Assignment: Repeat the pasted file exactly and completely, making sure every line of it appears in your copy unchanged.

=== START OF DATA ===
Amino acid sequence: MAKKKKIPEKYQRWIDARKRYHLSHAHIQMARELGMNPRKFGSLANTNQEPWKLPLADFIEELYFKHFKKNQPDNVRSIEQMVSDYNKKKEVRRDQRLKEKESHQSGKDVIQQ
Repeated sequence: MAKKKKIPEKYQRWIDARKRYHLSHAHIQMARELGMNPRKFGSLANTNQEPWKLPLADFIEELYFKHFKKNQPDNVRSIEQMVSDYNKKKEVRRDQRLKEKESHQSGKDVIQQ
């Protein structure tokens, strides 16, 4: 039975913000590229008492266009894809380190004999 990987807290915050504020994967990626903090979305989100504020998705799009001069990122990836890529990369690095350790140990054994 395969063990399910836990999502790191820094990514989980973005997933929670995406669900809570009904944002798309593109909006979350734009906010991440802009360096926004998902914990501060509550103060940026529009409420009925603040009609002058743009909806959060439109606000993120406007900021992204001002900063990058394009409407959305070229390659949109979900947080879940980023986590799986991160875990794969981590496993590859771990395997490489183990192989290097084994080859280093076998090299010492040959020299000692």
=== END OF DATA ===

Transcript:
Amino acid sequence: MAKKKKIPEKYQRWIDARKRYHLSHAHIQMARELGMNPRKFGSLANTNQEPWKLPLADFIEELYFKHFKKNQPDNVRSIEQMVSDYNKKKEVRRDQRLKEKESHQSGKDVIQQ
Repeated sequence: MAKKKKIPEKYQRWIDARKRYHLSHAHIQMARELGMNPRKFGSLANTNQEPWKLPLADFIEELYFKHFKKNQPDNVRSIEQMVSDYNKKKEVRRDQRLKEKESHQSGKDVIQQ
């Protein structure tokens, strides 16, 4: 039975913000590229008492266009894809380190004999 990987807290915050504020994967990626903090979305989100504020998705799009001069990122990836890529990369690095350790140990054994 395969063990399910836990999502790191820094990514989980973005997933929670995406669900809570009904944002798309593109909006979350734009906010991440802009360096926004998902914990501060509550103060940026529009409420009925603040009609002058743009909806959060439109606000993120406007900021992204001002900063990058394009409407959305070229390659949109979900947080879940980023986590799986991160875990794969981590496993590859771990395997490489183990192989290097084994080859280093076998090299010492040959020299000692």